Community, plant support each other

BELPRE – Those who were there remember the community being united by action, grief and later support when a deadly explosion struck Shell Chemical’s Belpre plant 20 years ago.

“That’s probably the most traumatic thing to ever happen to this community,” said Belpre Mayor Mike Lorentz, who worked in maintenance at the plant in 1994. “I lost three friends, three guys I worked with.”

The incident occurred around 6:30 a.m. May 27, 1994. The plant will mark the anniversary with a moment of silence and flags at half staff.

Lorentz was getting ready for work that Friday morning when he heard the explosion. His wife initially thought the Speedway near their house had gone up in flames, but when he looked out the window and saw the smoke rising, he recognized the source.

“I said, ‘Honey, it’s not Speedway. That’s the plant,'” he said.

Deputy Sheriff Mark Warden of the Washington County Sheriff’s Office was on vacation that week. He spotted the smoke in Churchtown.

“I actually saw the plume from my house and rolled on in,” said Warden, who is now the office’s chief deputy.

Warden was among hundreds of police and firefighters responding to the scene, shutting down traffic and trying to evacuate residents in a one-mile radius of the plant.

“The actual fire itself was just amazing, the size of it and the heat it was putting off,” he said.

The sight of flames shooting up into the air remains with Steve Null, who owned the Belrock Diner and brought sandwiches to the workers battling the blaze.

“I swear I could see the devil’s face in it,” he said.

Null said he also brought 200 pounds of ice and was allowed to bring it into a portion of the plant. He saw his brother, a Shell employee, there and wound up taking down phone numbers of workers who wanted him to call their families and tell them they were OK.

Lorentz said the initial reactions he felt were shock and grief, but looking back he also remembers how the community united in a time of need.

“They were all there to lend support and help,” he said.

A group that swung into action was the Central Ohio Valley Industrial Emergency Organization, or COVIEO, an alliance of major chemical facilities in the area. Arnie Green, who has since retired from DuPont Washington Works, said the group had planned for such disasters, listing the resources that each could provide.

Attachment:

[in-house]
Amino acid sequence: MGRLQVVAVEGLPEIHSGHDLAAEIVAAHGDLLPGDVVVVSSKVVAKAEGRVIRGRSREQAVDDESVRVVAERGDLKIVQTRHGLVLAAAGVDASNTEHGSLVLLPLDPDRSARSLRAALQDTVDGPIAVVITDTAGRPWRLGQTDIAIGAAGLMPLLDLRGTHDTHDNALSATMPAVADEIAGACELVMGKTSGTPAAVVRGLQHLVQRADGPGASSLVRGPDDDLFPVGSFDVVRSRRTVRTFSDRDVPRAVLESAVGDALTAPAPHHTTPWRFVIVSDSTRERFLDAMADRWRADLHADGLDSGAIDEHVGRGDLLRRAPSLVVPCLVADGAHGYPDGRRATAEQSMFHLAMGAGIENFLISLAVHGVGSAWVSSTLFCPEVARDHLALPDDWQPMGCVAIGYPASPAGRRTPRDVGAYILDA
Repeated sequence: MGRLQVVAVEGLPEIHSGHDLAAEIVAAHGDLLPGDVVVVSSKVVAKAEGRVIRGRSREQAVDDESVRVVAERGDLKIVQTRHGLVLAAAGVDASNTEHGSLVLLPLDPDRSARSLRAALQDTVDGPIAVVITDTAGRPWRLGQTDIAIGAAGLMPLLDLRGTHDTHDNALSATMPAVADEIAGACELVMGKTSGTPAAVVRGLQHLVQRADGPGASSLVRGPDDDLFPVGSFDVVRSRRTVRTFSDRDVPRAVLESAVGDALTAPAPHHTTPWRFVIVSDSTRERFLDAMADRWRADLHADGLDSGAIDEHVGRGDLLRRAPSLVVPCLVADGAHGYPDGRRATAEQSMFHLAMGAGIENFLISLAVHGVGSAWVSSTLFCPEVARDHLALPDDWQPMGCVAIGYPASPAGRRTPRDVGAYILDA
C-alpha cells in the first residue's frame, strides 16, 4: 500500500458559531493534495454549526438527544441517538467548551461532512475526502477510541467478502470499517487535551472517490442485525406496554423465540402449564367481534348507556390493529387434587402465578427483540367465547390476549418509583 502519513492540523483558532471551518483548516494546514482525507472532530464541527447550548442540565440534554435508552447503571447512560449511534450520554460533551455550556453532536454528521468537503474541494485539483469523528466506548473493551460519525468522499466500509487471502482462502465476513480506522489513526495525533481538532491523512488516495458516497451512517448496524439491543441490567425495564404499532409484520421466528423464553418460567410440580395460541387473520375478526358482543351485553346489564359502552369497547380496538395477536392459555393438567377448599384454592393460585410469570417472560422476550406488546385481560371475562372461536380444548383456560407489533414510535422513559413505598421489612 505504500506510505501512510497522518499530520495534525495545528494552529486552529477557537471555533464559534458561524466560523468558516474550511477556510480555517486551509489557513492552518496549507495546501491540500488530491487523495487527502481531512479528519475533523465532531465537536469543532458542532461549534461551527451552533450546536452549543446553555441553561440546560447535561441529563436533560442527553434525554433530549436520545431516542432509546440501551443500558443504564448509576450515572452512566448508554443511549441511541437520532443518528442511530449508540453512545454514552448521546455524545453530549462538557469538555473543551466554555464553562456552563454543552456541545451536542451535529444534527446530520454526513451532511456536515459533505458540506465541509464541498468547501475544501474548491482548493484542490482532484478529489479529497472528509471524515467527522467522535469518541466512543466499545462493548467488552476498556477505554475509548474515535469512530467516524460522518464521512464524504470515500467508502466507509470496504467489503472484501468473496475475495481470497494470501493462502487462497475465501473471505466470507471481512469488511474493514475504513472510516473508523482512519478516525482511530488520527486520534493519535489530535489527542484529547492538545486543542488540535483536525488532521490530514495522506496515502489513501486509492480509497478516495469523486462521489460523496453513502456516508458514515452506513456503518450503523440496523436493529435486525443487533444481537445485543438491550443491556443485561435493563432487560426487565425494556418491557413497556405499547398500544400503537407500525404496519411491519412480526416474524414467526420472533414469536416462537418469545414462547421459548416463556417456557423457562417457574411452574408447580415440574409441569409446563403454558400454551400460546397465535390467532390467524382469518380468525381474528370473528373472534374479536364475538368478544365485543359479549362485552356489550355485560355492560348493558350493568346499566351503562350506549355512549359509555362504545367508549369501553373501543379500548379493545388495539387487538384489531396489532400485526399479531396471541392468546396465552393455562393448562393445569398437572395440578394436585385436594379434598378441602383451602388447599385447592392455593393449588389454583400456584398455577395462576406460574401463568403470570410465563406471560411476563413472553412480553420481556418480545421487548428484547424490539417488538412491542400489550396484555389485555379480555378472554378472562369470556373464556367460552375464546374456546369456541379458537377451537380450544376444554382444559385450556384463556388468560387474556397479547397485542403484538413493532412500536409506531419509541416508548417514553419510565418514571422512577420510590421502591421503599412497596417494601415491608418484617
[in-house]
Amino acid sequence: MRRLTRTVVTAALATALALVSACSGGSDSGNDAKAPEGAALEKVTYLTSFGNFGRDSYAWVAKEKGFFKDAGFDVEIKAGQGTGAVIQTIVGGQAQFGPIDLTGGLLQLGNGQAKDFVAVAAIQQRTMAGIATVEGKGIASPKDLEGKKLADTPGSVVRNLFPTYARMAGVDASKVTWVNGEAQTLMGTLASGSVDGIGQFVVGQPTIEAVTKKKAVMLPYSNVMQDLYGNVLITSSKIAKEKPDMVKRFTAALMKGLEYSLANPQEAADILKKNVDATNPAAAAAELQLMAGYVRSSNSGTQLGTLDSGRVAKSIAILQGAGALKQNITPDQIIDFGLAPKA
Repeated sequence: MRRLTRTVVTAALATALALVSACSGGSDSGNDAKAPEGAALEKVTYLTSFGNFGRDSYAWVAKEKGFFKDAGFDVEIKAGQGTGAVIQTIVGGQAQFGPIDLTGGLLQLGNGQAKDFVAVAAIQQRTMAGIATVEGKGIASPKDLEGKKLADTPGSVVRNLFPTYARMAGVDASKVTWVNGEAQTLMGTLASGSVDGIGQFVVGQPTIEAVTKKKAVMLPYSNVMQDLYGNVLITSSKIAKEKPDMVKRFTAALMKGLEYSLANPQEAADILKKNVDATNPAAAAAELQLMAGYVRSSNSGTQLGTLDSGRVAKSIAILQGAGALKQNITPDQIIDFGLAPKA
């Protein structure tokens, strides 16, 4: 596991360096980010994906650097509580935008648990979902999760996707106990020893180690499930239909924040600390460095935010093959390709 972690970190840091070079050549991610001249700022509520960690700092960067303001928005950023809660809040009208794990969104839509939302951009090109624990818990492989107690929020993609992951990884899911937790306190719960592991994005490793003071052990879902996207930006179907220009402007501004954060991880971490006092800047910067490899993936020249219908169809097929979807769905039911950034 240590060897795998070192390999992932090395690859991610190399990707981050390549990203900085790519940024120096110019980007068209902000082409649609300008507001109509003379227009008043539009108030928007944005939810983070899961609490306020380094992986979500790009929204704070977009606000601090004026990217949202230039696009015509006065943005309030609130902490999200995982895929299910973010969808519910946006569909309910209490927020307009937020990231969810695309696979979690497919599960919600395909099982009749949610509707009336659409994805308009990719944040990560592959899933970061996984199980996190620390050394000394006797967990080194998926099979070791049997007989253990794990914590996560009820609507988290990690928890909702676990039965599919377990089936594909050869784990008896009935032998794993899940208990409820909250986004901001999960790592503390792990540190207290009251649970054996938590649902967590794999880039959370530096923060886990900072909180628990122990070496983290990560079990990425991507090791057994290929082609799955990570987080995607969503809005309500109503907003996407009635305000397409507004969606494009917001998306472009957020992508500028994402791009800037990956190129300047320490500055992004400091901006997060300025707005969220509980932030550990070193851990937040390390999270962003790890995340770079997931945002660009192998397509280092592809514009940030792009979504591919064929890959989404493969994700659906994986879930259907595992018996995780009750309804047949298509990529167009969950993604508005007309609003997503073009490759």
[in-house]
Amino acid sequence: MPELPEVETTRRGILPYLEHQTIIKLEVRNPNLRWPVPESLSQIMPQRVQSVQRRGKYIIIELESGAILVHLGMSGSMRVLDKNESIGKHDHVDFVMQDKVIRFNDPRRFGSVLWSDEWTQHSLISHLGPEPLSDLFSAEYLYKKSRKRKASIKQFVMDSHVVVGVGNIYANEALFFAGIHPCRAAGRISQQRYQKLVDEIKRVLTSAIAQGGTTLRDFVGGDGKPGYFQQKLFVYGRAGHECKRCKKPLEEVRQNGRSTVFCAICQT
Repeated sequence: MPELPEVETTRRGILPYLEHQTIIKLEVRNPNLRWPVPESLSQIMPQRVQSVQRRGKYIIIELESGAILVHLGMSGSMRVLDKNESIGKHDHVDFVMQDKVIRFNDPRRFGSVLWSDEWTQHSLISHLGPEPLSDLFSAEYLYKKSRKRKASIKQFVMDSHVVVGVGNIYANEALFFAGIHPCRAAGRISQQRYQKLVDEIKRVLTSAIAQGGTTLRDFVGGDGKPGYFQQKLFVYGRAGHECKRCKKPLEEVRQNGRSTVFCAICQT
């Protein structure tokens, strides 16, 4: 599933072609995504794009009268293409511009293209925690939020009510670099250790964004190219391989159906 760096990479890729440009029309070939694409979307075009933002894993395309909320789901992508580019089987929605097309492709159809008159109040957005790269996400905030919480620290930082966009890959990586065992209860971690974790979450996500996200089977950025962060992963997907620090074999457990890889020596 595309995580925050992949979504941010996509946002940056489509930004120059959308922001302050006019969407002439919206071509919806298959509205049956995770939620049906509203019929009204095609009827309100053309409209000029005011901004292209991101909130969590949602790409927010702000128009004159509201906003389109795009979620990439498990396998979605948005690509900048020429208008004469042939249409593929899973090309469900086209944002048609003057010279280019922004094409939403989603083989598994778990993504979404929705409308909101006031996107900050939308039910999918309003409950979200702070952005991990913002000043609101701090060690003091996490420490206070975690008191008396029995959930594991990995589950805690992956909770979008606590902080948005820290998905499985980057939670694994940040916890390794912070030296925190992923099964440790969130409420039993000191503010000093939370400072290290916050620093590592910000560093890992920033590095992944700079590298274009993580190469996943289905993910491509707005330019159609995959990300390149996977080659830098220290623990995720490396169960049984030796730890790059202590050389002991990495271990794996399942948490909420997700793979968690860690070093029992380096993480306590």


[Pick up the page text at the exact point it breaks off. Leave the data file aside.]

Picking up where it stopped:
“It worked just like it was supposed to, providing support to our fellow workers over at Shell,” he said.

Private industry worked with fire departments and law enforcement to respond to the situation, Green said. While the tragedy of the three men who died remains, he said he looks at the response in a positive light.

“I think that’s what I reminisce (about), is how things worked that we had in place,” Green said.

Shell quickly announced its intentions to remain in Belpre, and area residents showed their support. Signs bearing the phrase “Let’s Support Our Good Neighbor” around the Shell logo sprung up around town.

“Shell’s been a good provider,” Null said. “I’d say it was just a blessing that they were able to open the place back up.”

Lorentz said the plant, now Kraton Polymers, remains a good neighbor, supporting the community as a partner in education for area schools and supporting local organizations. For the city, the company donated a modifying ingredient to add elasticity and body to asphalt the city put down on roads, extending their life.

Employees are encouraged to volunteer in the community, and two mayors, three council presidents and multiple board of education members have been employed there, Lorentz said.

“There’s probably not another organization in the community that’s made the commitment that Kraton and Shell have,” he said.